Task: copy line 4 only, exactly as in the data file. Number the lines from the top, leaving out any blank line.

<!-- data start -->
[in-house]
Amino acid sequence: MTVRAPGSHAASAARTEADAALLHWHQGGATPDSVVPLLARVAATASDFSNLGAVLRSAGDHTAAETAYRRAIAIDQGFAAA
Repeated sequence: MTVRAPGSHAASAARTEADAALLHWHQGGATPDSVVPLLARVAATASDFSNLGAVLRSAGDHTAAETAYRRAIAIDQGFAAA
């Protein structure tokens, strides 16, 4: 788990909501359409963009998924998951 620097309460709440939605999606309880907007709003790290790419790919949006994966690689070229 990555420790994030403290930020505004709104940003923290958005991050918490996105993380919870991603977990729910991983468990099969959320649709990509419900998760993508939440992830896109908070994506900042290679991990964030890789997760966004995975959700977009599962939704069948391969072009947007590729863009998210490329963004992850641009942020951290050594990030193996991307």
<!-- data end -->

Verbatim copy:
């Protein structure tokens, strides 16, 4: 788990909501359409963009998924998951 620097309460709440939605999606309880907007709003790290790419790919949006994966690689070229 990555420790994030403290930020505004709104940003923290958005991050918490996105993380919870991603977990729910991983468990099969959320649709990509419900998760993508939440992830896109908070994506900042290679991990964030890789997760966004995975959700977009599962939704069948391969072009947007590729863009998210490329963004992850641009942020951290050594990030193996991307």